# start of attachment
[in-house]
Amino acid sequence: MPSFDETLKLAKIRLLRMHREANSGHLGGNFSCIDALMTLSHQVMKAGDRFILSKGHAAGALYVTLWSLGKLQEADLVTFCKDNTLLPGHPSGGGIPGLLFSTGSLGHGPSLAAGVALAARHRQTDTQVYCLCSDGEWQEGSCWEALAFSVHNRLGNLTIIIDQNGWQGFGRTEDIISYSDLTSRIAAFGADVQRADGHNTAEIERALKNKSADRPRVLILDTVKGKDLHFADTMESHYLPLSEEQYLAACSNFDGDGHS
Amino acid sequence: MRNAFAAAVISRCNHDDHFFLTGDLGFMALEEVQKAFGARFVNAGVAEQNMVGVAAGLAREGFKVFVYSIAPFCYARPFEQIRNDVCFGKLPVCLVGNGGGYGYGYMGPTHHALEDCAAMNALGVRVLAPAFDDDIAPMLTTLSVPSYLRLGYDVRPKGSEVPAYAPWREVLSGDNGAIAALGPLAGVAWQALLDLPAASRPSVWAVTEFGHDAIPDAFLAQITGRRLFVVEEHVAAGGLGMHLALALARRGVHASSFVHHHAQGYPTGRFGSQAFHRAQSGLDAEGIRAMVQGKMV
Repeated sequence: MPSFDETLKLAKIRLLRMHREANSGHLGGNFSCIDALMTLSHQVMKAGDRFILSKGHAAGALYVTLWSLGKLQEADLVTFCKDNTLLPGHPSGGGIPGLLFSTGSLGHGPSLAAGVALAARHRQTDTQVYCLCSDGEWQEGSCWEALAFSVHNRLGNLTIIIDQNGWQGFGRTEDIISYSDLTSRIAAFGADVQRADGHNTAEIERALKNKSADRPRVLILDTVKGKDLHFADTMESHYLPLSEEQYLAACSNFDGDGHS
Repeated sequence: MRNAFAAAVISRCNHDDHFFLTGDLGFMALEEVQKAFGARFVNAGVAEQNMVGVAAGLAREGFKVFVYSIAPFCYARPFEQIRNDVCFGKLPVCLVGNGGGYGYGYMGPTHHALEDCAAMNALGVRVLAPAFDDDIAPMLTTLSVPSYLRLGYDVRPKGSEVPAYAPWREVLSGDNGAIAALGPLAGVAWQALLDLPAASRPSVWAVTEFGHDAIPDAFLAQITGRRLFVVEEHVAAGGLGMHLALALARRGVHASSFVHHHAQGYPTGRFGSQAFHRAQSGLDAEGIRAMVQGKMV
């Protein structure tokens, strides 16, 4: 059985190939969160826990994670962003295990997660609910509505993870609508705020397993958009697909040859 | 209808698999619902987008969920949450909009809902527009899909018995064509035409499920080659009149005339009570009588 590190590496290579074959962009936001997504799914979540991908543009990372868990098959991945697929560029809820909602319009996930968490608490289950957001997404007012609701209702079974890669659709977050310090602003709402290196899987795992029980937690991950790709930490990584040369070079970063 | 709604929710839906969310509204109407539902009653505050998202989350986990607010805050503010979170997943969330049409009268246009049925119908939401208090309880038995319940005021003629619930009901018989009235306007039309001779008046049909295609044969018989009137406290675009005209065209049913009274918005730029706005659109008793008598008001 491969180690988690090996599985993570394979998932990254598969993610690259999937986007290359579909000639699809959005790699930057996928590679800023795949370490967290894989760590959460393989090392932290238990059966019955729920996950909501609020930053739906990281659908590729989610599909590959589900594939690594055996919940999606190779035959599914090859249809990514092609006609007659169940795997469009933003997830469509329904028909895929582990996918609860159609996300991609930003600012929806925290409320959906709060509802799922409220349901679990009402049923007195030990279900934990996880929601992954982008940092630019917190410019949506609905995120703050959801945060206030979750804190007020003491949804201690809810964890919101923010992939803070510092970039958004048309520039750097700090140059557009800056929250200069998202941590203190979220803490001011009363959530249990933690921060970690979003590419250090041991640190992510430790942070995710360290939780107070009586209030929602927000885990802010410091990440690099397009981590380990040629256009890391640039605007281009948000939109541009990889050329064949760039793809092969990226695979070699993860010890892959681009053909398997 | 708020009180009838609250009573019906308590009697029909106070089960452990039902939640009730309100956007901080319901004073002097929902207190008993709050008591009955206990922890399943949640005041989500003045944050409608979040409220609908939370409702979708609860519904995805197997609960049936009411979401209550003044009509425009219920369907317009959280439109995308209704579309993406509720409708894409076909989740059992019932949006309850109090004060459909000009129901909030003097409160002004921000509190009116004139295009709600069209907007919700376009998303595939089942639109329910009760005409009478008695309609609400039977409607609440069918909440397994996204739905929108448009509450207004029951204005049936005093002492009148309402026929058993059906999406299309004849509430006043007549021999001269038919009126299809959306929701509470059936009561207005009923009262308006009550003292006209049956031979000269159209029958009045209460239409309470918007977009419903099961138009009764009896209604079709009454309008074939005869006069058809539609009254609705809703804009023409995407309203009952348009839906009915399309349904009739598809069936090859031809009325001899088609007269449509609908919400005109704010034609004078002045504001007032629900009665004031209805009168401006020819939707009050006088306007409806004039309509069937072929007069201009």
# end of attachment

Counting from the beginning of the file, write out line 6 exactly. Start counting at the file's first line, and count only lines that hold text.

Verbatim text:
């Protein structure tokens, strides 16, 4: 059985190939969160826990994670962003295990997660609910509505993870609508705020397993958009697909040859 | 209808698999619902987008969920949450909009809902527009899909018995064509035409499920080659009149005339009570009588 590190590496290579074959962009936001997504799914979540991908543009990372868990098959991945697929560029809820909602319009996930968490608490289950957001997404007012609701209702079974890669659709977050310090602003709402290196899987795992029980937690991950790709930490990584040369070079970063 | 709604929710839906969310509204109407539902009653505050998202989350986990607010805050503010979170997943969330049409009268246009049925119908939401208090309880038995319940005021003629619930009901018989009235306007039309001779008046049909295609044969018989009137406290675009005209065209049913009274918005730029706005659109008793008598008001 491969180690988690090996599985993570394979998932990254598969993610690259999937986007290359579909000639699809959005790699930057996928590679800023795949370490967290894989760590959460393989090392932290238990059966019955729920996950909501609020930053739906990281659908590729989610599909590959589900594939690594055996919940999606190779035959599914090859249809990514092609006609007659169940795997469009933003997830469509329904028909895929582990996918609860159609996300991609930003600012929806925290409320959906709060509802799922409220349901679990009402049923007195030990279900934990996880929601992954982008940092630019917190410019949506609905995120703050959801945060206030979750804190007020003491949804201690809810964890919101923010992939803070510092970039958004048309520039750097700090140059557009800056929250200069998202941590203190979220803490001011009363959530249990933690921060970690979003590419250090041991640190992510430790942070995710360290939780107070009586209030929602927000885990802010410091990440690099397009981590380990040629256009890391640039605007281009948000939109541009990889050329064949760039793809092969990226695979070699993860010890892959681009053909398997 | 708020009180009838609250009573019906308590009697029909106070089960452990039902939640009730309100956007901080319901004073002097929902207190008993709050008591009955206990922890399943949640005041989500003045944050409608979040409220609908939370409702979708609860519904995805197997609960049936009411979401209550003044009509425009219920369907317009959280439109995308209704579309993406509720409708894409076909989740059992019932949006309850109090004060459909000009129901909030003097409160002004921000509190009116004139295009709600069209907007919700376009998303595939089942639109329910009760005409009478008695309609609400039977409607609440069918909440397994996204739905929108448009509450207004029951204005049936005093002492009148309402026929058993059906999406299309004849509430006043007549021999001269038919009126299809959306929701509470059936009561207005009923009262308006009550003292006209049956031979000269159209029958009045209460239409309470918007977009419903099961138009009764009896209604079709009454309008074939005869006069058809539609009254609705809703804009023409995407309203009952348009839906009915399309349904009739598809069936090859031809009325001899088609007269449509609908919400005109704010034609004078002045504001007032629900009665004031209805009168401006020819939707009050006088306007409806004039309509069937072929007069201009």